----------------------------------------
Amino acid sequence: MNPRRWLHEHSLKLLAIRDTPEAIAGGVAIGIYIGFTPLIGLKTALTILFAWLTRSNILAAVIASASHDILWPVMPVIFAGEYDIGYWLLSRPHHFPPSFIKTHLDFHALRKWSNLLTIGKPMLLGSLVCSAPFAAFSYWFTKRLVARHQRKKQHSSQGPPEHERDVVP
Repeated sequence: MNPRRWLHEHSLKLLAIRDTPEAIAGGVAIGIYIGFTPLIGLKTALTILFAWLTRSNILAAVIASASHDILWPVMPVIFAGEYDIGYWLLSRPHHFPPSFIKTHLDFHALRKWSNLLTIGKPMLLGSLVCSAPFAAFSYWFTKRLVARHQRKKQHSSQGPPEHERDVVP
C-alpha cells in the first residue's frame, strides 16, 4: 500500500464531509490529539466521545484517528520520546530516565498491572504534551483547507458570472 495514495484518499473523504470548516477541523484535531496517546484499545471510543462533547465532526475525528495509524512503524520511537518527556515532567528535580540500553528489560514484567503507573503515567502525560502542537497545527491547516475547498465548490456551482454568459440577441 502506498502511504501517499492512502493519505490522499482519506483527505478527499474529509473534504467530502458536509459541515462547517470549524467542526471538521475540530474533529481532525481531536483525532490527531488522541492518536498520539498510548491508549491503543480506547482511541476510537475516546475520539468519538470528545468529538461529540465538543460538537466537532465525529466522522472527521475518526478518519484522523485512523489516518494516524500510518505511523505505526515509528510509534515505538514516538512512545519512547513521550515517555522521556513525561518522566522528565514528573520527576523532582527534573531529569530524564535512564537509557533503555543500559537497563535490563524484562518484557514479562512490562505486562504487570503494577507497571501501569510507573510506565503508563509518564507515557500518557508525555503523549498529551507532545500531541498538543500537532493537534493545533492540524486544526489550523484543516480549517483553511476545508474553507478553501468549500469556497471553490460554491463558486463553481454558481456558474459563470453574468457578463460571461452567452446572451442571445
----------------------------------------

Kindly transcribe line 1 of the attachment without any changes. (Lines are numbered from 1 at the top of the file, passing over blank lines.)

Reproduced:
Amino acid sequence: MNPRRWLHEHSLKLLAIRDTPEAIAGGVAIGIYIGFTPLIGLKTALTILFAWLTRSNILAAVIASASHDILWPVMPVIFAGEYDIGYWLLSRPHHFPPSFIKTHLDFHALRKWSNLLTIGKPMLLGSLVCSAPFAAFSYWFTKRLVARHQRKKQHSSQGPPEHERDVVP